You can use the :throwing option inside with-doubles macro to make all calls to the specified functions throw exceptions with the message and data you want.

(ns greenpowermonitor.test-doubles.stubbing-with-returns-examples
  (:require
   [clojure.test :refer [deftest testing is]]
   [greenpowermonitor.test-doubles :as td]))

(deftest making-functions-throw-exceptions
  (let [message "message"
        some-map {:cause :some-cause}]
    (td/with-doubles
      :throwing [println {:message message :ex-data some-map}]
      (try
        (println "something")
        (is false "should have thrown!")
        (catch :default e
          (is (= message (ex-message e)))
          (is (= some-map (ex-data e))))))))

5. Combining different types of test doubles inside with-doubles macro

You can use as many test doubles as you want inside with-doubles macro.

In the following example, we are using two stubs (one with :maps option and another with :constantly option) and a spy.

(ns greenpowermonitor.test-doubles.combining-different-test-doubles
  (:require
   [clojure.test :refer [deftest is]]
   [greenpowermonitor.test-doubles :as td]))

(defn employee-info [_])

(defn today [])

(defn birthday-greetings [ids]
  (let [employees-to-greet (->> ids
                             (map employee-info)
                             (filter #(= (today) (:birth-date %))))]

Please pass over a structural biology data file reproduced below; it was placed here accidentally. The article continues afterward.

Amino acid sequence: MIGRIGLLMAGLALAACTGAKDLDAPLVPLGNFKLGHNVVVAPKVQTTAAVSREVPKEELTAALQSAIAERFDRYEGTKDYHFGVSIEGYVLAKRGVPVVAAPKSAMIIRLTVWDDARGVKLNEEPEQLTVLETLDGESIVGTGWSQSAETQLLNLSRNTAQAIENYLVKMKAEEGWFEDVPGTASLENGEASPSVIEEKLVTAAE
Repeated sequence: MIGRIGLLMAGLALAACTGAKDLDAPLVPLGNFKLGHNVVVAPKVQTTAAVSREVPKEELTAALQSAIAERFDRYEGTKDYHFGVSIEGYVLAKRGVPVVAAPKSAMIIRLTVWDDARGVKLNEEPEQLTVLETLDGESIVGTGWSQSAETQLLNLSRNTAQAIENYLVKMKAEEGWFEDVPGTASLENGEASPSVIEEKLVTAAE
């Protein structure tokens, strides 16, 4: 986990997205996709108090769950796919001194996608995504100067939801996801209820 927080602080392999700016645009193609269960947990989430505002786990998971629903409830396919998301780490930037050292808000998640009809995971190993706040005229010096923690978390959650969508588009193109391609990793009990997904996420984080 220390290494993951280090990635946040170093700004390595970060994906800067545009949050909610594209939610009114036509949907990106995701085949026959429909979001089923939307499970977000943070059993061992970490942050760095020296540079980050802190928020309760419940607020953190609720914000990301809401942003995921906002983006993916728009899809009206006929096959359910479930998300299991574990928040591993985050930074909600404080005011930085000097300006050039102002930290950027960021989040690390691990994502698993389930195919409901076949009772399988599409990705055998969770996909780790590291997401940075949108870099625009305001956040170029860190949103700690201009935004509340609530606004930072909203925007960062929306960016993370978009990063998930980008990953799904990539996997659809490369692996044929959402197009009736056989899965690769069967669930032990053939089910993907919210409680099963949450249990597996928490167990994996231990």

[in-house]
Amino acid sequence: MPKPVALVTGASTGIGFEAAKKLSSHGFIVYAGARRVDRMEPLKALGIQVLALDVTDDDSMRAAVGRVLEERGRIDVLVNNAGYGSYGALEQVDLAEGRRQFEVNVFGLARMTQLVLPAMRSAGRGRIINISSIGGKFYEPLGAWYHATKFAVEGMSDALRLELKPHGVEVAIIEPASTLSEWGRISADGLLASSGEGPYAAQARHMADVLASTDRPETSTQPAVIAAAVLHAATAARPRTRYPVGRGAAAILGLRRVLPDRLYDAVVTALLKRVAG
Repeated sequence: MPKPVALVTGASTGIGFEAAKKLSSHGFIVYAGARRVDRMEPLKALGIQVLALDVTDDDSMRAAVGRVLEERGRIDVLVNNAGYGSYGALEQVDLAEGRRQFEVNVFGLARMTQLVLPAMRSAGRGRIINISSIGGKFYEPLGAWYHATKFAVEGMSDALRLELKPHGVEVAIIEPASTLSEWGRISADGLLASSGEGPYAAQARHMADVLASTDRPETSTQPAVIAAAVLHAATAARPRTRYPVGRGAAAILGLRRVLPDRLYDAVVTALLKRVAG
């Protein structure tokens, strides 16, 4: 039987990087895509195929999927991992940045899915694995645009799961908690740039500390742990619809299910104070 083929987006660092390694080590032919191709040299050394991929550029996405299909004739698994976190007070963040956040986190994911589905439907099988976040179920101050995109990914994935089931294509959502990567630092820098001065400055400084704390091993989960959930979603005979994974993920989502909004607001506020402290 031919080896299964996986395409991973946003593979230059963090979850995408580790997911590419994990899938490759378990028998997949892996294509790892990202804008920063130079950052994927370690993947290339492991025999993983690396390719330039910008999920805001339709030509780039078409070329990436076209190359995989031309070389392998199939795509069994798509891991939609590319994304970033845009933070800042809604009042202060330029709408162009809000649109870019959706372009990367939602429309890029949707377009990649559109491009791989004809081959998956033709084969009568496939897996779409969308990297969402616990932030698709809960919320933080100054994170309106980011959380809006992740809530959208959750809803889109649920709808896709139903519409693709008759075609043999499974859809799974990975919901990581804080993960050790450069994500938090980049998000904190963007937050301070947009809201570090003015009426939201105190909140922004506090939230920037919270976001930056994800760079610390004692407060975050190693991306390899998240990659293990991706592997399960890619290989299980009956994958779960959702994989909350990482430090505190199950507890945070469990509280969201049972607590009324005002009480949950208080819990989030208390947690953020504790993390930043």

(doseq [employee employees-to-greet]
      (println (str "Happy birthday " (:name employee) "!")))))

(deftest greeting-employees-whose-birthday-is-today
  (td/with-doubles
    :stubbing [employee-info :maps {[1] {:name "Koko" :birth-date {:day 1 :month 2}}
                                    [2] {:name "Loko" :birth-date {:day 13 :month 12}}}
               today :constantly {:day 1 :month 2}]
    :spying [println]

    (birthday-greetings [1 2])

    (is (= [["Happy birthday Koko!"]] (td/calls-to println)))))

Rationale

We were dealing with some legacy code that was effectful and needed to be tested, so we explored some existing ClojureScript libraries but we didn't feel comfortable with them. stubadub was a great candidate and we gave it a try, but its usage introduced a lot of nesting when stubbing and/or spying multiple functions. It also mixed the concept of spies and stubs into one which was confusing to us because we were used to Gerard Meszaros’ vocabulary for tests doubles.

What we wanted to achieve with this library was to:

  • Provide a small DSL to create spies and stubs that followed Gerard Meszaros’ vocabulary for tests doubles.
  • Avoid having different macros for each test double type to produce tests with as little nesting as possible.

Warning

test-doubles uses with-redefs under the hood, so the redefinition of any function you're stubbing or spying is not thread-local. This means that test-doubles won't work if tests are run in parallel or if used to test asynchronous code.

Footnotes

1. Notice that some verbs that are functions in Clojure might be macros in ClojureScript or viceversa. For instance + is a function in Clojure, but a macro in ClojureScript.

2. All the examples in this document are written in ClojureScript, due to the usage of interop such as js/Error. Changing them to run in Clojure will require using the Clojure equivalents.

License

Copyright © 2018 GreenPowerMonitor

Distributed under the Eclipse Public License version 1.0.